that’s my 2c worth…

motleychick motleychick 4:42 pm 16 Feb 10

Omg so unattractive. Waste of space and money.

Mothy Mothy 2:40 pm 16 Feb 10

What utter crap. The amount of greenery along the roadside had me confused for a while before I realised where this was;

View Larger Map

That’s the otehr side of the Diamant Hotel from the current New Acton buildings.

Isn’t it great that we’re going to have this Heritage listed building surrounded by such monoliths?? Hurrah for progress!

Grail Grail 11:16 am 16 Feb 10

It’s amazing how green and healthy the plants in architectural design drawings can be. How much water are they budgeting for maintenance of the greenery? Where’s that water coming from?

How are they expecting that this ugly building is going to fit in with the next door neighbours?

Ugly! Not in my back yard.

LMR LMR 10:55 am 16 Feb 10

Yuck, it looks like a cross between a communist era block of flats and an aztec ruin

captainwhorebags captainwhorebags 8:28 am 16 Feb 10

I think this particular building is aesthetically unappealing, particularly for that location and it may work better (with some redesign) over in the Kingston area. That being said, I’m a big fan of “living buildings” with lots of green space internally and externally.

Rooftop gardens have come a long way since the brutalist boom that resulted in Cameron Offices. The central part of Parliament House is essentially covered by a rooftop garden and although they have to make sure it doesn’t dry out, I’ve never heard of leaking being a problem.

Simcity 2000 reference – Launch Arcologies all the way…

imhotep imhotep 10:55 pm 15 Feb 10

moneypenny2612 said :

The rooftop garden…..It has the potential to go horribly wrong.

….. the greenery and rooftop maintenance costs turn out to be prohibitive. Which sometimes leaves you with an ugly building underneath.

Yep, while I think the PICTURES of the building look good, I’d like to see it if the greenery is a proper part of the building, not just some unsustainable, tacked-on gloss to give it some ‘green’ cred. (Perhaps I’m being too cynical.)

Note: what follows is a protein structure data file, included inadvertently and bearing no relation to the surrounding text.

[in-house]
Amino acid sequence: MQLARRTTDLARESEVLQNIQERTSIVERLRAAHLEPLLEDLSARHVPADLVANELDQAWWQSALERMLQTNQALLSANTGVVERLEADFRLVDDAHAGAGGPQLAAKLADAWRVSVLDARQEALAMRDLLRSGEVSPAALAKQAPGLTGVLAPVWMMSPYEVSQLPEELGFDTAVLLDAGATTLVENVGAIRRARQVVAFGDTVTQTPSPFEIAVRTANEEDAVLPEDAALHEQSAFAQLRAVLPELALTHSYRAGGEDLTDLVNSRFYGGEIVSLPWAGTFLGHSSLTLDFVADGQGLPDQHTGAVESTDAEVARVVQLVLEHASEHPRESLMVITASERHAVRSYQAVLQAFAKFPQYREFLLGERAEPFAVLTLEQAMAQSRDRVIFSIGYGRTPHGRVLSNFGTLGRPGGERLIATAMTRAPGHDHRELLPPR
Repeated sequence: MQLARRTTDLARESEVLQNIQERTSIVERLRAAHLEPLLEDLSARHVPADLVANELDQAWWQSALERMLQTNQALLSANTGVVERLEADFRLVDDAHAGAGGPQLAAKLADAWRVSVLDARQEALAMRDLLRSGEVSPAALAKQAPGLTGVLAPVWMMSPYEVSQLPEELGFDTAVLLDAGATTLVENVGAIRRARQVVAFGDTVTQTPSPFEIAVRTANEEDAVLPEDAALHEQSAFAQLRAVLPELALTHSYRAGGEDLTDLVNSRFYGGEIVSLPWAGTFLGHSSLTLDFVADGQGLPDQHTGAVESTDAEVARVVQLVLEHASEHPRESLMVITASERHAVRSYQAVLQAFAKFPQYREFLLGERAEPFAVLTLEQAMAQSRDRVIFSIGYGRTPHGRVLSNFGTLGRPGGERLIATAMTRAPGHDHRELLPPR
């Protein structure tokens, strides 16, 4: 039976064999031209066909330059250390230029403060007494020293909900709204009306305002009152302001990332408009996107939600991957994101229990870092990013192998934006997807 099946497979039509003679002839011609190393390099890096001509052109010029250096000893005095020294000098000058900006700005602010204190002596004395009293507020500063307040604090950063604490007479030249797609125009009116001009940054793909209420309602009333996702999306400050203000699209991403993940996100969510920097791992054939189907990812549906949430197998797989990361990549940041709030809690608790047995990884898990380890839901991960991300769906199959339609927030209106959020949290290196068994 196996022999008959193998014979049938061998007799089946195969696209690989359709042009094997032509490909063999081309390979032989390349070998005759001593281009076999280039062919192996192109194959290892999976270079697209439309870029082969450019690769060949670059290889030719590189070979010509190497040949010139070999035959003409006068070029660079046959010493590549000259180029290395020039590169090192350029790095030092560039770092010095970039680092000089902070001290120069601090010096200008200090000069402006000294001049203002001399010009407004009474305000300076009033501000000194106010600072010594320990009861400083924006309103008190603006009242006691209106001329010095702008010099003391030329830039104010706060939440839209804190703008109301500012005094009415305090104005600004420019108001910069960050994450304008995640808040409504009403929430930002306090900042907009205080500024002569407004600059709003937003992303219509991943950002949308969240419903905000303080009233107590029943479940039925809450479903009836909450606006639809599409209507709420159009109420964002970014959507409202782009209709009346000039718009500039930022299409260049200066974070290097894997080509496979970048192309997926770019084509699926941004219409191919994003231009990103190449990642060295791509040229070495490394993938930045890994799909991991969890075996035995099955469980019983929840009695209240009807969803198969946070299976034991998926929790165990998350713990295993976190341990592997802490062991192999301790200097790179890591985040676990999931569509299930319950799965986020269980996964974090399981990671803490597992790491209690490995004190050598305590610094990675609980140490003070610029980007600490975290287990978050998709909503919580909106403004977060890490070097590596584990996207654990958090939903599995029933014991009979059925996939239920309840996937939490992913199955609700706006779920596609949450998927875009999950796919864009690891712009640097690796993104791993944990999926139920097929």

GardeningGirl GardeningGirl 10:12 pm 15 Feb 10

I’m not sure my sarcasm came across in my earlier post . . . Anyhoo, I reckon these comments are spot on.

gospeedygo said – This ‘New Acton Precinct’ reeks of desperation to try and build a ‘hip’, ‘bohemian’ and ‘trendy’ area like a our own ultra-modern St.Kilda by the lake. I emphasise the word try and desperation. This doesn’t just happen because you build it, people make it happen.

moneypenny2612 said – Many of the original design concepts for the now widely loathed “brutalist” architectural style planned for lots of greenery or garden courtyards (including hanging gardens) to off-set all the concrete. A lot of the time, the best intentions are then laid to waste as the greenery and rooftop maintenance costs turn out to be prohibitive. Which sometimes leaves you with an ugly building underneath.

It doesn’t mean it couldn’t work out well but you can’t just “build” a green hip eco community and walk away. There are various elements of which a conducive structure is just a start. And I’m still not sure about the structure. As I said, bit light on for details. Very buzzwordy. Where’s the technical details? Will it really attract and encourage and inspire the people who could turn it into the sort of community it appears to aspire to?

moneypenny2612 moneypenny2612 8:46 pm 15 Feb 10

The rooftop garden looks a bit freaky. It has the potential to go horribly wrong.

Many of the original design concepts for the now widely loathed “brutalist” architectural style planned for lots of greenery or garden courtyards (including hanging gardens) to off-set all the concrete. A lot of the time, the best intentions are then laid to waste as the greenery and rooftop maintenance costs turn out to be prohibitive. Which sometimes leaves you with an ugly building underneath.

Exhibit A – Cameron Offices Belconnen, which originally had rooftop gardens until the roof leaked.

New Acton Nishi looks like it could go the same way. Otherwise I imagine the body corporate fees will be quite steep.